?. :ow do you thin% the other side will respond to your argument=

@. 1ith your group, write up an outline to describe your role play. *#plain which members will be doing the introduction, which will be doing the conclusion, and what information you plan to communicate.

L. Pinto, Teaching Business thics

BUSINESS ETHICS
*elf +eflection Worksheet

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Total

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In the space below, write a personal reflection on this activity. In it, describe your personal feelings about the case and related issues that you presented. )omment on how effectively you feel you argued your part, and what you would do differently if you were to repeat the e#ercise.

L. Pinto, Teaching Business thics

BUSINESS ETHICS
Peer ,aluation *heet

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Item
)larity of (resentation ,ole (lay Arguments )onclusion

Cons#der These Th#n$s


Appropriateness of language (reparedness of group All members participated )lear introduction -ood interaction among members ,ealistic positions $ound, realistic, and clear arguments made 8se of ethical framewor%s .deontology, utilitarianism/ )onclusion made sense given the case ,easonable possibilities for solutions offered Add up all the numbers you circled to determine the mar%.

Mark %c#rcle one&


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'roup Mark

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BUSINESS ETHICS
Peer ,aluation *heet

Cour 9ame' BBBBBBBBBBBBBBBBBBBBBBBBBBBB )ase 9ame' BBBBBBBBBBBBBBBBBBBBBBBBBBBBB 9ames of presenters' BBBBBBBBBBBBBBBBBBBBBBBBBBBBBBBBBBBBBBBBBBBBBBBBBBBBBBBBBBBBB

Item
)larity of (resentation ,ole (lay Arguments )onclusion

Cons#der These Th#n$s


Appropriateness of language (reparedness of group All members participated )lear introduction -ood interaction among members ,ealistic positions $ound, realistic, and clear arguments made 8se of ethical framewor%s .deontology, utilitarianism/ )onclusion made sense given the case ,easonable possibilities for solutions offered Add up all the numbers you circled to determine the mar%.

Mark %c#rcle one&


2 2 2 2 5 5 5 5 6 6 6 6 ? ? ? ? @ @ @ @

'roup Mark

("

L. Pinto, Teaching Business thics

BUSINESS ETHICS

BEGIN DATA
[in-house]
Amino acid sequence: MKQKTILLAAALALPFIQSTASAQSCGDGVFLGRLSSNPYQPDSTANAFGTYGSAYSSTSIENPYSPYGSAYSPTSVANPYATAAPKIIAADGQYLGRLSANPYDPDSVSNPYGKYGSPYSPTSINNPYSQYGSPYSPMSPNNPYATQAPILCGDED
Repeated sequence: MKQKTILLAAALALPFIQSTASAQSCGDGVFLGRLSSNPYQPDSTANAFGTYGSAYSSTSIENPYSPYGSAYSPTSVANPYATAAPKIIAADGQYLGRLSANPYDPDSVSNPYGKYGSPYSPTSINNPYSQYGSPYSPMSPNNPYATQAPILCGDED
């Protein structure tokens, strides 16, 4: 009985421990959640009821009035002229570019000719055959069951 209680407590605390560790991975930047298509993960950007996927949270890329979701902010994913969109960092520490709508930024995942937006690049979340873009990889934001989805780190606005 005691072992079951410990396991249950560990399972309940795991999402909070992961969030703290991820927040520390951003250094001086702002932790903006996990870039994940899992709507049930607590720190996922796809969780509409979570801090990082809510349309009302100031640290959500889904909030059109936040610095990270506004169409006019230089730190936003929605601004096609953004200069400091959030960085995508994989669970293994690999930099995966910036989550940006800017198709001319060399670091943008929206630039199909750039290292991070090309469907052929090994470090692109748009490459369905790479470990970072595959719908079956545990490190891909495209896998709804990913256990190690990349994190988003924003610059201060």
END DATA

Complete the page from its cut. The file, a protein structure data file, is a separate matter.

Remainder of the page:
Lesson Plan and Teacher (nstructions
)b*ect#ves
&y the end of the activity, students will' Enowledge' understand and define the concept of business ethics identify current ethical issues in business

$%ills apply various ethical framewor%s in order to solve ethical dilemmas create and perform a role play that demonstrates an understanding of ethics and of contemporary ethic issues that relate to business appreciate societal and personal needs for business ethics in modern commerce

Attitudes'

Mater#als Needed
+ne copy of "&usiness *thics 7i%e 9ailing >ello to the 1all" per person. $i# &usiness *thics case envelopes each containing' ? copies of a common case study4 5 copies each of confidential notes for managers and confidential notes for ethicists. *ach envelope contains a separate topic' *mployee 0onitoring :armful (roduct F2 .0il% and Agricultural :ormones/ :armful (roduct F5 .Tobacco in <eveloping )ountries/ )hild 7abour )ustomer (rivacy Eids and )lassrooms. +ne )ase 1or%sheet per person. +ne $elf-,eflection 1or%sheet per person. "ive (eer *valuation $heets per person.

+evelopment Strate$y
2. "irst )lass' <istribute "&usiness *thics 7i%e 9ailing >ello to the 1all". -o through %ey concepts with students. The delivery should be informal, and students should have the opportunity to contribute, creating a discussion atmosphere. $tudents will respond to the discussion !uestions in class. The teacher will e#plain the forthcoming assignment to students, and form groups. The pac%ages will be distributed to students4 they are e#pected to complete the re!uired reading for homewor%. 5. $econd )lass' $tudents will have time to wor% on formulating their role plays within their groups. The teacher will be present to assist with difficulties, and ensure students critically evaluate their positions. 6. Third )lass' $tudents will present their role plays. $pecific instructions and e#pectations appear on the attached student handouts. (eer evaluation will ta%e place. $tudents will complete the $elf-,eflection 1or%sheet as homewor%.

L. Pinto, Teaching Business thics

BUSINESS ETHICS -armful Product ./

L. Pinto, Teaching Business thics